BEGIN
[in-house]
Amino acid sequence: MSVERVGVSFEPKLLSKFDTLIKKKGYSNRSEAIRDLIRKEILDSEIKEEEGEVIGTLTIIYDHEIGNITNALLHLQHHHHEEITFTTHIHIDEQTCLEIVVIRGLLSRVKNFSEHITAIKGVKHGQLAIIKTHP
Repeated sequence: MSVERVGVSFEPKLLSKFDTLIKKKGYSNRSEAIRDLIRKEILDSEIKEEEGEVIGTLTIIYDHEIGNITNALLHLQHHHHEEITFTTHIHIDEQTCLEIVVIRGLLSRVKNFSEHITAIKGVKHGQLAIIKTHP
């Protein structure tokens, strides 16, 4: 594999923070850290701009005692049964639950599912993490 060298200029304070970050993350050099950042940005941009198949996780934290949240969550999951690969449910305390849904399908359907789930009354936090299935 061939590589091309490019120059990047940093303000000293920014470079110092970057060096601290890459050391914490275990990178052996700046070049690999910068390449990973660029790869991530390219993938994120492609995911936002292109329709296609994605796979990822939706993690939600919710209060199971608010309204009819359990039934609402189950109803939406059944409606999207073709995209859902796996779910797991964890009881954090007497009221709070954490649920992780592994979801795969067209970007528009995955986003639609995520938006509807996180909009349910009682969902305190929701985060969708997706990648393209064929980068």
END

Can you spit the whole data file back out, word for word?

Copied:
[in-house]
Amino acid sequence: MSVERVGVSFEPKLLSKFDTLIKKKGYSNRSEAIRDLIRKEILDSEIKEEEGEVIGTLTIIYDHEIGNITNALLHLQHHHHEEITFTTHIHIDEQTCLEIVVIRGLLSRVKNFSEHITAIKGVKHGQLAIIKTHP
Repeated sequence: MSVERVGVSFEPKLLSKFDTLIKKKGYSNRSEAIRDLIRKEILDSEIKEEEGEVIGTLTIIYDHEIGNITNALLHLQHHHHEEITFTTHIHIDEQTCLEIVVIRGLLSRVKNFSEHITAIKGVKHGQLAIIKTHP
């Protein structure tokens, strides 16, 4: 594999923070850290701009005692049964639950599912993490 060298200029304070970050993350050099950042940005941009198949996780934290949240969550999951690969449910305390849904399908359907789930009354936090299935 061939590589091309490019120059990047940093303000000293920014470079110092970057060096601290890459050391914490275990990178052996700046070049690999910068390449990973660029790869991530390219993938994120492609995911936002292109329709296609994605796979990822939706993690939600919710209060199971608010309204009819359990039934609402189950109803939406059944409606999207073709995209859902796996779910797991964890009881954090007497009221709070954490649920992780592994979801795969067209970007528009995955986003639609995520938006509807996180909009349910009682969902305190929701985060969708997706990648393209064929980068």